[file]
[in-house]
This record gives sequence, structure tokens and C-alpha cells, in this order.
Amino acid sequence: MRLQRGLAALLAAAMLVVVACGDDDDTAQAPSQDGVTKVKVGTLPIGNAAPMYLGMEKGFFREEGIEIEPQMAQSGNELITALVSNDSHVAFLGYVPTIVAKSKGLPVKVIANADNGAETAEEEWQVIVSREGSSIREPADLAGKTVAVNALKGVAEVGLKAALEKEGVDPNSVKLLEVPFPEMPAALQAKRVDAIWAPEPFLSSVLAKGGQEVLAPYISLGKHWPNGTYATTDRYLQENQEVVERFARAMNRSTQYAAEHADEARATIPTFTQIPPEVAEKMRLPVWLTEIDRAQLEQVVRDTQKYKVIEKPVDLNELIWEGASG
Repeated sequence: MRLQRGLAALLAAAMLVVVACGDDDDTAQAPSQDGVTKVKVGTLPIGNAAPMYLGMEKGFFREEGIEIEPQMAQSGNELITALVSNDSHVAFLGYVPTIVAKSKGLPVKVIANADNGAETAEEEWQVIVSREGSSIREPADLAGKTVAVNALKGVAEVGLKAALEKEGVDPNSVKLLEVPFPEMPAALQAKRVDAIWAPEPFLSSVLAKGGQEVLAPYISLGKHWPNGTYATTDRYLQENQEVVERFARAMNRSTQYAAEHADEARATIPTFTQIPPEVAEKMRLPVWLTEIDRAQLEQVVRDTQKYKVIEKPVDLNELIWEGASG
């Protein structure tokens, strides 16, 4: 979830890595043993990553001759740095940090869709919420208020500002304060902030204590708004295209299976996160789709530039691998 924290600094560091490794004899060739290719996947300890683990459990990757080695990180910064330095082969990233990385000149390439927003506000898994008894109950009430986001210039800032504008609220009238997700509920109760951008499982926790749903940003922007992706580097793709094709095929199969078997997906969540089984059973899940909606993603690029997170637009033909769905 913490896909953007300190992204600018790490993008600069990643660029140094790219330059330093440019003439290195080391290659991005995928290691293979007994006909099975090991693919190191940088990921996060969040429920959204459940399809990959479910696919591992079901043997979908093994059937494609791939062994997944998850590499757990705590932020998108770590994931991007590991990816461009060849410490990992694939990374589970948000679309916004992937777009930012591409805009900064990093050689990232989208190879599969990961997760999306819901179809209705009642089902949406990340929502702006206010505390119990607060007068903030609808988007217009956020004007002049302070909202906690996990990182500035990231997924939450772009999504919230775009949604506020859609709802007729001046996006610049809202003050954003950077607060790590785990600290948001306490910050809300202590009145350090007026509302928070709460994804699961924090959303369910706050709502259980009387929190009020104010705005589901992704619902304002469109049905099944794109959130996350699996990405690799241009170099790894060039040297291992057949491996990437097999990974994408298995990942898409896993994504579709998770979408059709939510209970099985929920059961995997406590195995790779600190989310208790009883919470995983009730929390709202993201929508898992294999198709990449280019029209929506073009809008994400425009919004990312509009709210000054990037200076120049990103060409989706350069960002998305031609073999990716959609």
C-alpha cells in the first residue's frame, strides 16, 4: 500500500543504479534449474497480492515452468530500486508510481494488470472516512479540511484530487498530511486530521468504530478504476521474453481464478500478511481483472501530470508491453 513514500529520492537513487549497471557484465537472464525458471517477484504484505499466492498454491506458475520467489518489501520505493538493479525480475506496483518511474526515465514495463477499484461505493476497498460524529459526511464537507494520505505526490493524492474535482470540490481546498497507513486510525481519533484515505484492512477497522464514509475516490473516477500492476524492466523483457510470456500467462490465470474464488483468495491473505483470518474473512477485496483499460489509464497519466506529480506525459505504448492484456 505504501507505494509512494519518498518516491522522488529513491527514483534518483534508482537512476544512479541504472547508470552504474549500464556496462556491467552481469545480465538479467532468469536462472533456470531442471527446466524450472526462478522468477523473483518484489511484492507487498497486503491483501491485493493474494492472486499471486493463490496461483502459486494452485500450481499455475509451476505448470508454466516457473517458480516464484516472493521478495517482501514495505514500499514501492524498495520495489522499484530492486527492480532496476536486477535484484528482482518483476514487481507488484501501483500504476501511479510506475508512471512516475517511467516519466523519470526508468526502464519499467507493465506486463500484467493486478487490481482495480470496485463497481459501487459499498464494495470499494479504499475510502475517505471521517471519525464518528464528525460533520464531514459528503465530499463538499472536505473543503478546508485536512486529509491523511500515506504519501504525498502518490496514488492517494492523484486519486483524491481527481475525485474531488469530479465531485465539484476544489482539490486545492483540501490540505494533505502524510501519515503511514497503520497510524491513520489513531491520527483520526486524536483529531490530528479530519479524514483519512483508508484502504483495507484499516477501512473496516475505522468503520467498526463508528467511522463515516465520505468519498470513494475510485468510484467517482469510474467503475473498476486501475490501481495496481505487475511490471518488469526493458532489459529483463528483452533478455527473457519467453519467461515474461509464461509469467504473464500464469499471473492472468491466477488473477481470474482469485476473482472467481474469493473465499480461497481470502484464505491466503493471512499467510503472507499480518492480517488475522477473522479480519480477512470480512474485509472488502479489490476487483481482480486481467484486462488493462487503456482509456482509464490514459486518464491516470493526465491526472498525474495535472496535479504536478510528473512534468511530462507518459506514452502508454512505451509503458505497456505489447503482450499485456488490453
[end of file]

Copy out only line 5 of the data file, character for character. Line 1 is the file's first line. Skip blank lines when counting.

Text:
């Protein structure tokens, strides 16, 4: 979830890595043993990553001759740095940090869709919420208020500002304060902030204590708004295209299976996160789709530039691998 924290600094560091490794004899060739290719996947300890683990459990990757080695990180910064330095082969990233990385000149390439927003506000898994008894109950009430986001210039800032504008609220009238997700509920109760951008499982926790749903940003922007992706580097793709094709095929199969078997997906969540089984059973899940909606993603690029997170637009033909769905 913490896909953007300190992204600018790490993008600069990643660029140094790219330059330093440019003439290195080391290659991005995928290691293979007994006909099975090991693919190191940088990921996060969040429920959204459940399809990959479910696919591992079901043997979908093994059937494609791939062994997944998850590499757990705590932020998108770590994931991007590991990816461009060849410490990992694939990374589970948000679309916004992937777009930012591409805009900064990093050689990232989208190879599969990961997760999306819901179809209705009642089902949406990340929502702006206010505390119990607060007068903030609808988007217009956020004007002049302070909202906690996990990182500035990231997924939450772009999504919230775009949604506020859609709802007729001046996006610049809202003050954003950077607060790590785990600290948001306490910050809300202590009145350090007026509302928070709460994804699961924090959303369910706050709502259980009387929190009020104010705005589901992704619902304002469109049905099944794109959130996350699996990405690799241009170099790894060039040297291992057949491996990437097999990974994408298995990942898409896993994504579709998770979408059709939510209970099985929920059961995997406590195995790779600190989310208790009883919470995983009730929390709202993201929508898992294999198709990449280019029209929506073009809008994400425009919004990312509009709210000054990037200076120049990103060409989706350069960002998305031609073999990716959609």